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Publication numberUS71567 A
Publication typeGrant
Publication dateDec 3, 1867
Publication numberUS 71567 A, US 71567A, US-A-71567, US71567 A, US71567A
InventorsA. E. Baenakd
Export CitationBiBTeX, EndNote, RefMan
External Links: USPTO, USPTO Assignment, Espacenet
baenakd
US 71567 A
Images(1)
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Description  (OCR text may contain errors)

:T 'EC' PATENTED J'yd E] 4 ny. J. 127.@

12.78 J'zy,

. ity. 7 E:

@irrite-.ltr tetes @stmt 'f fiice.

IMPROVED DIES FOR SWAGING AND EORMING BUNTER-SHAPBS.

' dite Sdgthnle wenn in in time @met what mit mating @mit ut its same.

TO ALL WHOM IT MAY C ONCERN:

Be it known that I, A. E. BARNARD, of Akron, in the county of Summit, and State of Ohio, have inventedcertain new and useful Improvements in Swages for Forging Car-Bunter Shapes; and I do hereby declare that the following is a. full and complete description of the'same, reference beiughad to the accompanying drawings, makinga part of this specification, in which- Figure 1 is al top view of a round-shouldered swage.

Figure 3 is a side view of tig. 1.

Figure 5 is an end view of the seme.-

Figure 2 is a. view of a. square-shouldered swage.

Figure 4 is a side view of iig. 2.

Figure 6 is amend view of the same.

Figure 7 is `a. view vof a. hunting-shape.

Figure 8 is a view of the two sweges 1 2 together, with a. hunting-iron between them.

Figure 9, aview of two swages, with a. hunting-shape between them.

-Like letters of reference referl to like parts in the several views.

The usuel manner of forging bunter-shapes is by takinga piece of iron, of the proper length, width, and thickness, eudley across or upona swage or former. Then, by repeated blows given by a hand-Sledge, it is bent and beaten into nthe angles of the' swage, the said' angles being similar. to -those required for the shepes. By this manner of shaping the iron, one side only is formed at a time, the opposite side, being given tothe bunter afterwards, which is a. matter of much trouble, for the reason .that right angles A,

*'g. 7, are more or less destroyed by giving the proper curve, B, to the other side of the iron, Hence, the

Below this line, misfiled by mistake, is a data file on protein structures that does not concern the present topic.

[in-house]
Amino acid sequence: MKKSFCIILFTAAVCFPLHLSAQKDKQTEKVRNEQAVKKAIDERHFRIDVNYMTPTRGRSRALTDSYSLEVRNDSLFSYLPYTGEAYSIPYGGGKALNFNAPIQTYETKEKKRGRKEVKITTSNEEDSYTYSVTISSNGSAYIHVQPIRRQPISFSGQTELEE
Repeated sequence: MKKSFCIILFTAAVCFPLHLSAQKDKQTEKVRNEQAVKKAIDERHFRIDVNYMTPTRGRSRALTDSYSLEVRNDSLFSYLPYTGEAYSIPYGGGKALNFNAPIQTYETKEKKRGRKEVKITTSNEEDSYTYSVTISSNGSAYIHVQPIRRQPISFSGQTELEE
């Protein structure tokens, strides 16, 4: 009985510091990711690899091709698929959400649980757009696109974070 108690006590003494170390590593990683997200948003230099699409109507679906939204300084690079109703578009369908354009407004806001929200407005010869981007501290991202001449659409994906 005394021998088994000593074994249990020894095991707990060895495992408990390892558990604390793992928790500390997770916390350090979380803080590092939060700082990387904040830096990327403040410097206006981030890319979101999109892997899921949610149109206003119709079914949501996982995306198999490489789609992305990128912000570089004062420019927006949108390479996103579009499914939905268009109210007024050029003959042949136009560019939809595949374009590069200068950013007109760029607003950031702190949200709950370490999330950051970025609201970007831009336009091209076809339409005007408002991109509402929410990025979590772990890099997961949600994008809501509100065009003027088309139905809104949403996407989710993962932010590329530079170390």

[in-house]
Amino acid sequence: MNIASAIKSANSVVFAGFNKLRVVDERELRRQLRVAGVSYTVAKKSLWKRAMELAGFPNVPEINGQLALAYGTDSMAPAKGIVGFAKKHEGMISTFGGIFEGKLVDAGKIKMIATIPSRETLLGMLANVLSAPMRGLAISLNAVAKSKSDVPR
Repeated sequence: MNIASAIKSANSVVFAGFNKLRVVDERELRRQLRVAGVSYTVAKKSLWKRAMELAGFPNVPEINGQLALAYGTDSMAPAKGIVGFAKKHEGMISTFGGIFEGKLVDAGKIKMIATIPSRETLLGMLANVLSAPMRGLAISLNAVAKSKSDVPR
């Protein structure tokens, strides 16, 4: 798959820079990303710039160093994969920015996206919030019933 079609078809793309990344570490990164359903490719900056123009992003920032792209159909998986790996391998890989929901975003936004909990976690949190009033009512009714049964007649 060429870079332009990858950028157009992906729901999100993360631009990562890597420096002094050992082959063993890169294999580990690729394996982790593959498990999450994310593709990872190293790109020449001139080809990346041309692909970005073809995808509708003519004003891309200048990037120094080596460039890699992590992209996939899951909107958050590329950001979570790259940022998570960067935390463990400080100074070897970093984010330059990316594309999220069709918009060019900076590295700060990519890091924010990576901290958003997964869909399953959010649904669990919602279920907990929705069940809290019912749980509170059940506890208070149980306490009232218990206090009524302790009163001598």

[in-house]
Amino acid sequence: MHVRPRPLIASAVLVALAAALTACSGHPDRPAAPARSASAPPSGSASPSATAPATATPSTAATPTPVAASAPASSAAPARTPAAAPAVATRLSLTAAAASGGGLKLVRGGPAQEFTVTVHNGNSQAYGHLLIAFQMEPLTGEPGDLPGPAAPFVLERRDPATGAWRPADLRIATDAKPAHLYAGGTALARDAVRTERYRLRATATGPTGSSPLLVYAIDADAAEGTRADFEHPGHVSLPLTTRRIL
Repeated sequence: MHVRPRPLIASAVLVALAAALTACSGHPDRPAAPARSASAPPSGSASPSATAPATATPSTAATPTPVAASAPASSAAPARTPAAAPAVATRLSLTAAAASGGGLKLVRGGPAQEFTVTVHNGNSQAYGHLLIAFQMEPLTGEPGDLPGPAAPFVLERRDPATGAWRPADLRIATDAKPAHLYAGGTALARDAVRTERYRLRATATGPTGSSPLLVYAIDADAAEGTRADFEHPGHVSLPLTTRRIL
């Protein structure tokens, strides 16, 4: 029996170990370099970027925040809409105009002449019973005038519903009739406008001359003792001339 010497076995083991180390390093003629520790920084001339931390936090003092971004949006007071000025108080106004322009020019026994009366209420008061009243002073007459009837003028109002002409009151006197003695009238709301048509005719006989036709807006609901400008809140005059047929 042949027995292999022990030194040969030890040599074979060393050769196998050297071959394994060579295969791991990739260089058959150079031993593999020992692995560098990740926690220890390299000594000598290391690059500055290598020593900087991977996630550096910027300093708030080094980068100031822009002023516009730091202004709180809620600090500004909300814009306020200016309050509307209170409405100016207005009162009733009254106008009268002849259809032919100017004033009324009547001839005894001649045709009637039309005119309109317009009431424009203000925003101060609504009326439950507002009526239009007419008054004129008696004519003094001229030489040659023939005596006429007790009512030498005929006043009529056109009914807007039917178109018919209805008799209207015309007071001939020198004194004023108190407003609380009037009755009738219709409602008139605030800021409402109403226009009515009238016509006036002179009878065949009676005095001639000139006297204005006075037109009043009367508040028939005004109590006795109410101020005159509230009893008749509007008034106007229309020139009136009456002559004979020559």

Alength of time.

forging of bunterirons or shapes in' the usuallmanner -is laborious end expensive, requiring much skill and i By the use of two swages, each one having the proper angle and curve forshaping the irn, and made to act one upon the other, with the. bunter-iron C placed between them, as shown in iig. 8, and operated by a power-hammer, the labor and expense of forgingthem are very much lessened, and the time correspondingly shortened, producing an ironof greater precision, und hence e better article.

The shape of these dies or sweges is shown in the drawings, ofwhieh fig. 1 isa top view of the swege for forming the curved side of theiron. B shows the curved section. Au end view ofthe same is shown in iig, 5. Fig. 2 shows the lower swage for forming the angles, and of which A are angles. An end view of the same is shown in iig. 6. v The two swages are shown as being together, with a bunter-shape between them. These male and female swages are also -shown in iig. 9, in which figure the huntingangle of the swage, as et A B', figs. 1 and 2.

What I claim as my improvement, and desire to secure 4by Letters Patent, is-

The herein-described swages for forging hunting-irons or shapes, when the same ere operated by e.A tilting or power-hammer, in the manner substantially as set forth.

A. E. BARNARD. Witnesses J. H. Bun'iuncn, J. HOLMES.

iron is shown as being placed on an inner which varies in shape,

Referenced by
Citing PatentFiling datePublication dateApplicantTitle
US4356718 *Oct 16, 1980Nov 2, 1982Osamu MakinoBending tool
Classifications
Cooperative ClassificationH01R43/058